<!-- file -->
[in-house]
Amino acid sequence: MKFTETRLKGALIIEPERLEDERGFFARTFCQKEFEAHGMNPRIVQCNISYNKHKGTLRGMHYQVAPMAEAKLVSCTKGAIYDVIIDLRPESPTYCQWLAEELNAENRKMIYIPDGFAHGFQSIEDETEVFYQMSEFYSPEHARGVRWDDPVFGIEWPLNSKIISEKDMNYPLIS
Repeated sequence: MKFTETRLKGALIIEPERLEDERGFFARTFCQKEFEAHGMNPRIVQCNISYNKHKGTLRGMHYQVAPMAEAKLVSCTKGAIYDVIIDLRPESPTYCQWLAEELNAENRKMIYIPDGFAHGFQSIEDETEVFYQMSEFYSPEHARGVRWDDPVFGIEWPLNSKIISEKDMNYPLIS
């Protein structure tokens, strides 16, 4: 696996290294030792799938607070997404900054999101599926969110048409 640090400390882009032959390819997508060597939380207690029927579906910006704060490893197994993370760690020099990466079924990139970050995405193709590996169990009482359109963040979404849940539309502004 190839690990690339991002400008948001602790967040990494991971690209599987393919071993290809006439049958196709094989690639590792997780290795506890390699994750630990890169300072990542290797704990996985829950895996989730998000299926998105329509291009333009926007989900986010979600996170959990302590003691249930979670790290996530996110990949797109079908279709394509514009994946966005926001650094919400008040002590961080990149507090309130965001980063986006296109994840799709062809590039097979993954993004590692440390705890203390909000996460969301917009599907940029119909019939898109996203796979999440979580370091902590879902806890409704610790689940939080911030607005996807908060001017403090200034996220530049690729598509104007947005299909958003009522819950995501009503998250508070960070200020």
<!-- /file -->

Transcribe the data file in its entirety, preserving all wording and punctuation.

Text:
[in-house]
Amino acid sequence: MKFTETRLKGALIIEPERLEDERGFFARTFCQKEFEAHGMNPRIVQCNISYNKHKGTLRGMHYQVAPMAEAKLVSCTKGAIYDVIIDLRPESPTYCQWLAEELNAENRKMIYIPDGFAHGFQSIEDETEVFYQMSEFYSPEHARGVRWDDPVFGIEWPLNSKIISEKDMNYPLIS
Repeated sequence: MKFTETRLKGALIIEPERLEDERGFFARTFCQKEFEAHGMNPRIVQCNISYNKHKGTLRGMHYQVAPMAEAKLVSCTKGAIYDVIIDLRPESPTYCQWLAEELNAENRKMIYIPDGFAHGFQSIEDETEVFYQMSEFYSPEHARGVRWDDPVFGIEWPLNSKIISEKDMNYPLIS
């Protein structure tokens, strides 16, 4: 696996290294030792799938607070997404900054999101599926969110048409 640090400390882009032959390819997508060597939380207690029927579906910006704060490893197994993370760690020099990466079924990139970050995405193709590996169990009482359109963040979404849940539309502004 190839690990690339991002400008948001602790967040990494991971690209599987393919071993290809006439049958196709094989690639590792997780290795506890390699994750630990890169300072990542290797704990996985829950895996989730998000299926998105329509291009333009926007989900986010979600996170959990302590003691249930979670790290996530996110990949797109079908279709394509514009994946966005926001650094919400008040002590961080990149507090309130965001980063986006296109994840799709062809590039097979993954993004590692440390705890203390909000996460969301917009599907940029119909019939898109996203796979999440979580370091902590879902806890409704610790689940939080911030607005996807908060001017403090200034996220530049690729598509104007947005299909958003009522819950995501009503998250508070960070200020």